Parasite Eve’s 20th Anniversary Retrospective
Today marks the 20th anniversary of Square Enix’s survival horror JRPG, Parasite Eve. For those unaware, the game is actually a sequel to a novel by Hideaki Sena (of the same name), which was later adapted into a movie. I’ll be talking about the Square Enix games specifically here, so if you haven’t checked out the original novel yet, I recommend you do so.
The quickest and easiest way to describe Parasite Eve is to imagine Resident Evil and Final Fantasy making sweet love to each other. The Parasite Eve series would be their children. Parasite Eve would be the golden child, the one everyone likes and who is fairly successful. The one now living in a moderately pleasant middle-class house with a spouse, two kids, and a dog. Parasite Eve 2 would be the middle-child that everyone forgets about until there is a Christmas party, and The 3rd Birthday would be the troubled one — the child that didn’t receive enough attention or love, and as a result, she started lashing out, breaking all the rules such as having a sensible plot, or likeable characters, or even staying in the same genre as the rest of the franchise. But we aren’t here to talk about that…for now. Given the significance of the date, I would like to take a closer look at the fantastic game of honor here, the first Parasite Eve.
First off, Parasite Eve is an excellent exercise in atmosphere, and the game is beautiful for its generation. While PE certainly has an identity of its own, it’s worth bringing up this element that I loved about early Resident Evil installments; each locale, no matter how significant or insignificant it was, would be visually distinct. For example, one room may be clean and ornate, bathed in an orange glow with a row of statues located in odd positions — the accompanying soundtrack setting an uncomfortable tone, as if something was hiding and watching the player’s every step. The room across from it could have an entirely different color palette, riddled with cobwebs and dust but lacking anything else of note except for a lantern and typewriter. Adjust the background music for that room and then suddenly you feel like the location is somewhat of a safe haven, where you can finally catch a break from the monsters lurking about. This is something that Parasite Eve excels at as well. Walking down endless concrete gray corridors for extended periods of time gets boring real quick, and locales that look ‘samey’ tend to blend together and become incredibly forgetful. Carnegie Hall, St. Francis Hospital, and Soho areas stand out examples in my mind. A huge reason why this is the case for Parasite Eve is thanks to the accompanying soundtrack.
The score for Parasite Eve was composed by Yoko Shimomura, who is mostly known for her work on other Square Enix projects like Kingdom Hearts and Final Fantasy XV. A lot of pieces on the soundtrack are unlike what one might hear in many other horror games. The soundtrack offers a great amount of variety, ranging from soft piano pieces, and then electronic pieces with intense electric guitars, and then there is everything in-between. The uniqueness of many pieces and the combination of instruments used translates into making the each set piece more unique. Many areas like the N.Y.P.D become so memorable because the supporting soundtrack immerses you in the mood of the scene. Out of Phase, Wheel of Fortune, and Waiting for Something to Awaken are some examples of this. Hell, even Mitochondria Eve’s battle themes are unsettling, while underscoring the climactic moments with the intensity that good boss battle music does.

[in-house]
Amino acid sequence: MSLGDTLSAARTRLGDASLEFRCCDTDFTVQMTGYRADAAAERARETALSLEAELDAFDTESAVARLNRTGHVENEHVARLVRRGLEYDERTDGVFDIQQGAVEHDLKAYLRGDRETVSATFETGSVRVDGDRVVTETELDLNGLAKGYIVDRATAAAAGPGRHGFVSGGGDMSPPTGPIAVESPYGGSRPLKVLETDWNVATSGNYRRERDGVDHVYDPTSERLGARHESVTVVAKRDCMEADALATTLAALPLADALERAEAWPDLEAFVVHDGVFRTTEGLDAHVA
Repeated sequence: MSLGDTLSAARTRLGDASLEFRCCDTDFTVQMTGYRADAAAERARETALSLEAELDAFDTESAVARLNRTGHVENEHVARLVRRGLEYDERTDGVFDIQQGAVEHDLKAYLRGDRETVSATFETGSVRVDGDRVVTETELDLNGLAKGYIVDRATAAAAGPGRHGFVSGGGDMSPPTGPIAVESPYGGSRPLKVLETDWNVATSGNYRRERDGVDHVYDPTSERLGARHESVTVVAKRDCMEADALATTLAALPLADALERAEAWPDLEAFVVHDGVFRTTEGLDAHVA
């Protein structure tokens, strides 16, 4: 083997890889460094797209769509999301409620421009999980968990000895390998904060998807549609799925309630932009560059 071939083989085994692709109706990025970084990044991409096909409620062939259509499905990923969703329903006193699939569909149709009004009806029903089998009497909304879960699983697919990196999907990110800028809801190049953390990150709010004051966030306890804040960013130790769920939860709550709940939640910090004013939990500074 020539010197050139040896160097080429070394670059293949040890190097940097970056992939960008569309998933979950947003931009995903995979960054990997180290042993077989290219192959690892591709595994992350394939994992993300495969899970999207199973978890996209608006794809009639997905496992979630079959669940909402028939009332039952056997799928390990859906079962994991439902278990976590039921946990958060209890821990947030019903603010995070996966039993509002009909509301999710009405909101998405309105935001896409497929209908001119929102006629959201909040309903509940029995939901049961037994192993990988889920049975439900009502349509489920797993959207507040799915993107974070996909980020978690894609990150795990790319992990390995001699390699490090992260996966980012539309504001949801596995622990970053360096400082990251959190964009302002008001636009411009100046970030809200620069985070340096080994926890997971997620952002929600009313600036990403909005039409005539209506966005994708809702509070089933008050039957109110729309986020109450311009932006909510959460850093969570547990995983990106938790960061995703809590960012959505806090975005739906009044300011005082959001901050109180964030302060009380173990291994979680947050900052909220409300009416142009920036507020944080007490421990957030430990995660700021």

Even though Parasite Eve is based primarily off the real world, the entire presentation of this version of New York City; the music, the art direction, coupled with other factors; have somehow managed to lure me in and keep in interested in the game long after I’ve finished playing.
So let’s talk about the story. In short, it’s amazing. It’s effectively a buddy cop drama except the cops are tracking down a sentient mitochondria, Mitochondria Eve, that is going around mutating every living thing into more mitochondria monsters. Our cast goes from location to location attempting to track down and stop Mitochondria Eve. While this conflict spans across most of the game, there are a few major plot developments that add a lot of context to what is going on, and thankfully, the story never hops aboard the one-way train to stupidville. Parasite Eve does a solid job at breaking down the ‘sciency’ aspects so that a layman can easily follow along, without dragging the pacing down, and is also able to catch the audience up to speed enough on the events of the original novel.
Many have criticized Parasite Eve for being too short. This certainly isn’t the case in comparison to many other Playstation One survival horror games, although in comparison to many JRPGs the experience is definitely brief. That being said, Parasite Eve utilizes the time it has very effectively. The plot was fully fleshed out, and all the major characters actually do something, in the actual base product, unlike some other JRPGs. Out of all the things Parasite Eve does well, I would say that the characters are the strongest aspect of the game’s writing.